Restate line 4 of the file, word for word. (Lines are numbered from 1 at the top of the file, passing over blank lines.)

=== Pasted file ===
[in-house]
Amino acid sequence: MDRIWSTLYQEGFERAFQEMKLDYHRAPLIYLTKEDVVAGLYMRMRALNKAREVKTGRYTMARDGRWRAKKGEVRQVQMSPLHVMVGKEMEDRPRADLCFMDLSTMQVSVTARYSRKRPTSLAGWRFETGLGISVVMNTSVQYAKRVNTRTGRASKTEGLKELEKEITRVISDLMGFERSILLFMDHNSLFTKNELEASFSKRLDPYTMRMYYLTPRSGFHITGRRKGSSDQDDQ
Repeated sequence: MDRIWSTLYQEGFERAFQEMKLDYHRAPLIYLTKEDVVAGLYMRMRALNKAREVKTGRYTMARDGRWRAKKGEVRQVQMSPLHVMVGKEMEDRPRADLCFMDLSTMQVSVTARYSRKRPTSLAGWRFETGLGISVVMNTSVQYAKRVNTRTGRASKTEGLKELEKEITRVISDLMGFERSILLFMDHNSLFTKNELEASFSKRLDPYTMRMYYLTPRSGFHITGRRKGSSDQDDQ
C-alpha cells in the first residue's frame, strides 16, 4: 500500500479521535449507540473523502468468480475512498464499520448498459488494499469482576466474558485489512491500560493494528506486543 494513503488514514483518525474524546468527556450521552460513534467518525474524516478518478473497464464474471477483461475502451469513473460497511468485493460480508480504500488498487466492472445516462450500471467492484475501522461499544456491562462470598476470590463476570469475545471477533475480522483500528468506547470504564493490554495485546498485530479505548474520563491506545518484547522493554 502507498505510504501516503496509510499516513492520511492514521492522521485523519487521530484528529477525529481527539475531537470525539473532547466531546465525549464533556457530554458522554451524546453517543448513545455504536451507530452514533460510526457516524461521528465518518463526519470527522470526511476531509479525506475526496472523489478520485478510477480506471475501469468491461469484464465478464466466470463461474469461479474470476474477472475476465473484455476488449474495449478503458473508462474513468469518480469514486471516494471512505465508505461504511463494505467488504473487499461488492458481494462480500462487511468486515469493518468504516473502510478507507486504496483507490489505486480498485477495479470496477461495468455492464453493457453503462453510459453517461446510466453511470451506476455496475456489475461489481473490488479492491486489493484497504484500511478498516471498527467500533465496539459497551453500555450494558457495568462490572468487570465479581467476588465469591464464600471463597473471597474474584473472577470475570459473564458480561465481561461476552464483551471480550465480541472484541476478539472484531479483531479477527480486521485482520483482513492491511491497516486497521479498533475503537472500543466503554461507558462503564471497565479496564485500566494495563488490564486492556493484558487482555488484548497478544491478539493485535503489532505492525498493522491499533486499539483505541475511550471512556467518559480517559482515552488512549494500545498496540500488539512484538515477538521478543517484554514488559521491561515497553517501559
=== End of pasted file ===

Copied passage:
C-alpha cells in the first residue's frame, strides 16, 4: 500500500479521535449507540473523502468468480475512498464499520448498459488494499469482576466474558485489512491500560493494528506486543 494513503488514514483518525474524546468527556450521552460513534467518525474524516478518478473497464464474471477483461475502451469513473460497511468485493460480508480504500488498487466492472445516462450500471467492484475501522461499544456491562462470598476470590463476570469475545471477533475480522483500528468506547470504564493490554495485546498485530479505548474520563491506545518484547522493554 502507498505510504501516503496509510499516513492520511492514521492522521485523519487521530484528529477525529481527539475531537470525539473532547466531546465525549464533556457530554458522554451524546453517543448513545455504536451507530452514533460510526457516524461521528465518518463526519470527522470526511476531509479525506475526496472523489478520485478510477480506471475501469468491461469484464465478464466466470463461474469461479474470476474477472475476465473484455476488449474495449478503458473508462474513468469518480469514486471516494471512505465508505461504511463494505467488504473487499461488492458481494462480500462487511468486515469493518468504516473502510478507507486504496483507490489505486480498485477495479470496477461495468455492464453493457453503462453510459453517461446510466453511470451506476455496475456489475461489481473490488479492491486489493484497504484500511478498516471498527467500533465496539459497551453500555450494558457495568462490572468487570465479581467476588465469591464464600471463597473471597474474584473472577470475570459473564458480561465481561461476552464483551471480550465480541472484541476478539472484531479483531479477527480486521485482520483482513492491511491497516486497521479498533475503537472500543466503554461507558462503564471497565479496564485500566494495563488490564486492556493484558487482555488484548497478544491478539493485535503489532505492525498493522491499533486499539483505541475511550471512556467518559480517559482515552488512549494500545498496540500488539512484538515477538521478543517484554514488559521491561515497553517501559